This recording has been available at various prices since being
recorded in 1991 and it is good to see it available again at
super-budget price on Brilliant Classics. Armida doesn’t
occur frequently in the record catalogues and this is one of
the best to be issued. Callas’s proposed studio sessions
in the 1950s didn’t happen, though there is a rather unsatisfactory
live recording in existence. More recently, Renee Fleming recorded
it at the Pesaro Festival in 1995. Sadly Gatti’s rather
sluggish tempi are a drawback. So we are drawn back to this
set, where Cecilia Gasdia is supported by three of the finest
Rossini tenors from the 1990s, Chris Merritt, Bruce Ford and
William Matteuzzi. Frankly, it's worth buying just for them.
Armida was Rossini’s third opera for Naples, coming
after Elizabetta, Regina di Inghilterra and Otello.
The subject matter was chosen by the impresario Barbaja in order
to show off the splendour of the Teatro San Carlo’s stage
machinery. The second act is an extended sequence set in Armida’s
infernal kingdom with ballet integrated into it in a manner
which is almost French. The title role was designed to show
off the powers of Naples’ reigning diva (and Barbaja’s
mistress), Isabella Colbran. She eventually became Rossini’s
mistress and her vocal decline would cause Rossini’s writing
for her to go through a simplification. In this opera she was
obviously still on form.
The casting ensures that the soprano is spotlit the role of
Armida being the only female role. She is surrounded by crusader
knights plus the magician Astarotte. This leads us into one
of the opera’s oddities, the famous six tenor roles which
the libretto specifies! Rossini and his librettist Schmidt were
not being cavalier; from the outset he had the singers doubling
roles. In fact, its construction assumed this.
In recent years, productions of Armida have appeared
at Garsington and at the Met, with the directors seemingly not
quite willing to take the opera’s plot at face value.
When you read through the synopsis this is understandable. The
piece could quite reasonably be described as scenes from Tasso’s
La Gerusalemma Liberata. Two of the knights, Goffredo
and Gernando, only appear in Act 1, with Goffredo dying at the
end of the act. Then in Act 2, Rinaldo is alone with Armida
in her kingdom, with no other knights. Finally in Act 3 an entirely
different pair of knights, Carlo and Ubaldo, appear to rescue
Rinaldo. From a dramatic point of view, you could miss out Act
2 entirely - though you would lose some wonderful music.
The role of Rinaldo was written for Andrea Nozzari, the tenor
who had created Otello. Nozzari had a heavier voice than the
other two Naples tenors; the role of Otello was successfully
recorded by Jose Carreras in his younger days. In fact Rinaldo
is a relatively passive character and it is the other two roles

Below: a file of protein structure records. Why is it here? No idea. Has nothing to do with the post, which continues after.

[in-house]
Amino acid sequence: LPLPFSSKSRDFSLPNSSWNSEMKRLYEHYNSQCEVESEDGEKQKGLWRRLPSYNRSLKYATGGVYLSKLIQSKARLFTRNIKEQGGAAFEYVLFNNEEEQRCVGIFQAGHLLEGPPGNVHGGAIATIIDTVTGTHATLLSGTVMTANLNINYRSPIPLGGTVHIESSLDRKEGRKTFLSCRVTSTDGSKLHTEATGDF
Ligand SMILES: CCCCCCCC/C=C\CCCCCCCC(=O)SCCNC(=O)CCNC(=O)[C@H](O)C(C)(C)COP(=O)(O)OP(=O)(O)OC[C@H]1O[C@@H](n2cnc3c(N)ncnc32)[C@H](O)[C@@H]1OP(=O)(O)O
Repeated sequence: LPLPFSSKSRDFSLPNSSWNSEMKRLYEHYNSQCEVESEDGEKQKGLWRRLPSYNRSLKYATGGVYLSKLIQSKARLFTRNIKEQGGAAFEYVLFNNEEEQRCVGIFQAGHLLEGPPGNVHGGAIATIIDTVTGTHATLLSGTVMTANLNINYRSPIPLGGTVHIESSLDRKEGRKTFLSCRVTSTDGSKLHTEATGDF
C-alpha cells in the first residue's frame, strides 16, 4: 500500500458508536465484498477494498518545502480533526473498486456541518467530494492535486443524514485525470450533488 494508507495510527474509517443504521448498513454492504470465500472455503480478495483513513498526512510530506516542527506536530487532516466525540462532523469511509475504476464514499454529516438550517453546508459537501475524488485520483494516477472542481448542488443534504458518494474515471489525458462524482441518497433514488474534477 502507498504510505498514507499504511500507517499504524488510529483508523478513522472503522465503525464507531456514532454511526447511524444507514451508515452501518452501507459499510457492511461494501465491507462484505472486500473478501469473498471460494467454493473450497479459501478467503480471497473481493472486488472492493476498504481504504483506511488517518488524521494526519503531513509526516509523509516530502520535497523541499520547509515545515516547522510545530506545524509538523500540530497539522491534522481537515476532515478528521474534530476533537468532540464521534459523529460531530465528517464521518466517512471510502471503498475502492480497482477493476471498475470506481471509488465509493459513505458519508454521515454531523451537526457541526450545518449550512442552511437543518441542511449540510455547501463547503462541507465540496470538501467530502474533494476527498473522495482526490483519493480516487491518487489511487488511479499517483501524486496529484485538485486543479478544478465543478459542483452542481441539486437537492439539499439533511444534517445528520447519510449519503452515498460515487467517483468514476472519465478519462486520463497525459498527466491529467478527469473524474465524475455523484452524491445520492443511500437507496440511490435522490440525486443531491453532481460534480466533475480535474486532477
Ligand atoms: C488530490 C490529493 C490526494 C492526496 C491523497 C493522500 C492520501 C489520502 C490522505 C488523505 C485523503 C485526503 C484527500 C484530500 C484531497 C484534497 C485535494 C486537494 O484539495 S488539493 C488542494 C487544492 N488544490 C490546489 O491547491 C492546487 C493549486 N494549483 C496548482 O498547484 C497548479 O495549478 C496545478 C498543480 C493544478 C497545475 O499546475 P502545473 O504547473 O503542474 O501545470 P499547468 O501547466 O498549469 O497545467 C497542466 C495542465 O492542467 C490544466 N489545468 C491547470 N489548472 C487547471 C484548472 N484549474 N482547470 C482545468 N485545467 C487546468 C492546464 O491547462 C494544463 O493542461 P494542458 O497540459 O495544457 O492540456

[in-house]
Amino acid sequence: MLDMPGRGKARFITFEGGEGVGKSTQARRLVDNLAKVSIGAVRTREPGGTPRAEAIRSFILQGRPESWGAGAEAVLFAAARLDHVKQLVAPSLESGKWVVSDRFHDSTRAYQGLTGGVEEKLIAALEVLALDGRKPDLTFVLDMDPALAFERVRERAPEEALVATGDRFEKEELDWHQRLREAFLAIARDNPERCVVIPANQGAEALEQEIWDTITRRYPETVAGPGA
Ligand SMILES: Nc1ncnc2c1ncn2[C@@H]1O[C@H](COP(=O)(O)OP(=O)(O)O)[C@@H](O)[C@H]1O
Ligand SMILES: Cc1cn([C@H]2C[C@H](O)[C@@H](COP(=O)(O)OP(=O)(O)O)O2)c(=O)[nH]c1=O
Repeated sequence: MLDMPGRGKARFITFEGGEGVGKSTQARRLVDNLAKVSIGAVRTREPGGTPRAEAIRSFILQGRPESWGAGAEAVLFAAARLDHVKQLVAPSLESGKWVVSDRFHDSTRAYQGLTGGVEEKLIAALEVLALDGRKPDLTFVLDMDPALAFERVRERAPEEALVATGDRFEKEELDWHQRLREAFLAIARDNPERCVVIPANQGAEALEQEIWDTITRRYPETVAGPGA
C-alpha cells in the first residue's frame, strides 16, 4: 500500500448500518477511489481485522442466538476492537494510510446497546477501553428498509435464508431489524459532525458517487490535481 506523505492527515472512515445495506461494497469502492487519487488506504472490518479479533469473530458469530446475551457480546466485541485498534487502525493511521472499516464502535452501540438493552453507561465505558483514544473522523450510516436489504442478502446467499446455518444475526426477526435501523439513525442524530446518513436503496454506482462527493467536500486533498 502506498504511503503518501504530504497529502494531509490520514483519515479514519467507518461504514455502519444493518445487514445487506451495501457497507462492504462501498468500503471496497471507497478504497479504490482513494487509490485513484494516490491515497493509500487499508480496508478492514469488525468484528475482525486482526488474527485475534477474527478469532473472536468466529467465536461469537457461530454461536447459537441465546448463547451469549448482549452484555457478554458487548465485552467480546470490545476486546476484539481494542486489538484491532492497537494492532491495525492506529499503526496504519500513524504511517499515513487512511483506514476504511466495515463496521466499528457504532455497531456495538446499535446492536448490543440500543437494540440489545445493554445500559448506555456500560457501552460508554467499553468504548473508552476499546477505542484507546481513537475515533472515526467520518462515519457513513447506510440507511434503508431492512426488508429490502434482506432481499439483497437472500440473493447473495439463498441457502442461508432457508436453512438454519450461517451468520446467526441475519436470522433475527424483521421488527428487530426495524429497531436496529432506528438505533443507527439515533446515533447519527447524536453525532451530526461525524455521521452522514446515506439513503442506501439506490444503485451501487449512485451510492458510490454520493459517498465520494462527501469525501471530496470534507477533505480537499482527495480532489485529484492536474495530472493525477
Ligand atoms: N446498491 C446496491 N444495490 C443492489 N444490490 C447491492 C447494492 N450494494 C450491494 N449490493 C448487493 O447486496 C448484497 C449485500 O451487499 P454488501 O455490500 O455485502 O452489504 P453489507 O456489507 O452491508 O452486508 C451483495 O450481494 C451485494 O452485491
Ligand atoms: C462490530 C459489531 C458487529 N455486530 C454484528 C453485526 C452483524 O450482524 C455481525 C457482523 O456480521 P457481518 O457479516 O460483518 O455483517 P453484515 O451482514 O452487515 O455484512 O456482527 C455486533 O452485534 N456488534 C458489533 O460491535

Goffredo/Carlo and Gernando/Ubaldo who have most of the fireworks.
It has to be admitted that Cecilia Gasdia as Armida does not
have the most alluring of voices, but she has amazing presence
and style. Perhaps she is a little wayward at times but she
certainly knows her way round Rossinian fioriture and it is
pleasure to hear what is a strong voice moving with such facility.
Gasdia is no canary and gives the sorceress Armida a strong
persona, with some terrific fireworks in the finales to Acts
1 and 3.
She is well served by her three cavaliers, Merritt, Ford and
Matteuzzi. Each has quite a distinctive voice and you can distinguish
between them, which is necessary in such a tenor-laden piece.
Merritt at the top of his range does make the odd yelping noise
in act 1, but in the context of the difficulty of the work,
this is understandable. Later in the act, Ford gives a stunning
account of his aria Non soffriro l’offesa and then
all contribute to a fabulous finale.
In Act 2, Rossini lets his fantasy free and there are hints
of Romantic styles, with some fine love-music and a nice chorus
of nymphs and such-like. The act ends with another terrific
aria for Armida.
In Act 3 we come to the work’s most striking number, the
trio for the tenors, just about the only example of this in
the repertoire. Despite using a remarkable quantity of tenors
in his Neapolitan operas, Rossini did not use all three leads
together, perhaps due to personality clashes. Still, here we
have a stupendous example of Rossini’s art and Merritt,
Matteuzzi and Ford are in fine form.
Merritt makes a fine, quite muscular Rinaldo, a strong warrior
and an adequate if not luscious lover. Ford and Matteuzzi make
a nicely contrasting pair, with Matteuzzi’s beautifully
gleaming tone contrasting with Ford’s darker, softer-edged
voice. Matteuzzi is one of my favourite tenors in this repertoire,
with his lovely voice going all the way to the top; this light,
but gleaming facility in alt must reflect something of the original
style of these pieces.
Charles Workman is creditable in the small role of Eustazio,
with Ferruccio Furlanetto as the sole bass, a very necessary
component in Rossini’s ensembles.
I Solisti Veneti under Claudio Scimone make crisp and stylish
accompaniments. Scimone’s speeds are brisk but not rushed.
He keeps things moving nicely but giving space for the elaborate
The CD booklet includes an article with plot summary and track-listing.
The libretto is available for download from the Brilliant Classics
If you don’t have this recording already, then it is highly
desirable at Brilliant Classics’ prices. Armida
is perhaps not Rossini’s greatest opera but it contains
some fine things, not least opera’s only significant trio
for three tenors.